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TREP Project

Trauma responsive educational practices:

Are grounded in the basic research on trauma and how it affects children’s brain and behavioral development.


Recognize the importance of schools as a sanctuary space and that this is rooted in trusting relationships between 

       students and educators.


Prioritize proactive behavioral supports over reactive disciplinary consequences.


Recognize the necessity of knowing children’s history (and recency) of exposure to traumatic experiences.


Anticipate and respond to challenging student behaviors with de-escalation.


Prioritize classroom management practices that keep students exhibiting challenging behaviors in the classroom.


Recognize that educators must have the institutional and professional support to engage in self-care practices that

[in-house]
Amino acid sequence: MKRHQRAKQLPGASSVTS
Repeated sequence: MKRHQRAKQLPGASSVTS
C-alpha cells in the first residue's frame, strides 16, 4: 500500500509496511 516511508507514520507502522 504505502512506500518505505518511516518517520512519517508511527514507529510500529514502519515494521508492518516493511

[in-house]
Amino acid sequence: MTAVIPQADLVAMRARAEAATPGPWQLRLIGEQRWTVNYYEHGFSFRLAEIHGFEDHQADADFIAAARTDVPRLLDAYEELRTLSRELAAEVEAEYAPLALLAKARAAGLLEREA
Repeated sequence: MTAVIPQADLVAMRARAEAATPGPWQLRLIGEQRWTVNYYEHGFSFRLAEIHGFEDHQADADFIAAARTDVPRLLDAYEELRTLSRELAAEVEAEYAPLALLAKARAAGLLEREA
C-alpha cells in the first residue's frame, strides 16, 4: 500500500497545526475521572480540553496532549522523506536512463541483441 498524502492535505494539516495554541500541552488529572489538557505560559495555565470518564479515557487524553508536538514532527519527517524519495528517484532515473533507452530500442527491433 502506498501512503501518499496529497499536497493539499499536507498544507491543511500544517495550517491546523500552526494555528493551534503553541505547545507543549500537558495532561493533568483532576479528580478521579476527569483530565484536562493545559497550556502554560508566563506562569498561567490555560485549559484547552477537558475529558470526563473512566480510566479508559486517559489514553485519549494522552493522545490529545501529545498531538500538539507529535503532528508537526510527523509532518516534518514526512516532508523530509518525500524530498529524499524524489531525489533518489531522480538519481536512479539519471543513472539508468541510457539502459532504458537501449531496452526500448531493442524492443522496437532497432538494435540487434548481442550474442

mitigate vicarious traumatization.

Trauma responsive educators are:

Present and in-the-moment with their students, focusing their attention on them.

Attuned and aware of students’ non-verbal cues.

Calm in their interactions with students and in the ways they respond to students'

       off-task behavior.

Predictable and provide structured, repeated, and consistent positive experiences for students.

De-escalate children’s emotions and remain in control of their own emotions and expression.


SAMHSA. (2014). SAMHSA’s concept of trauma and guidance for a trauma-informed approach. Substance Abuse and Mental Health Services Administration.


Walkley, M., & Cox, T. L. (2013). Building trauma-informed schools and communities. Children & Schools, 35(2), 123-126.

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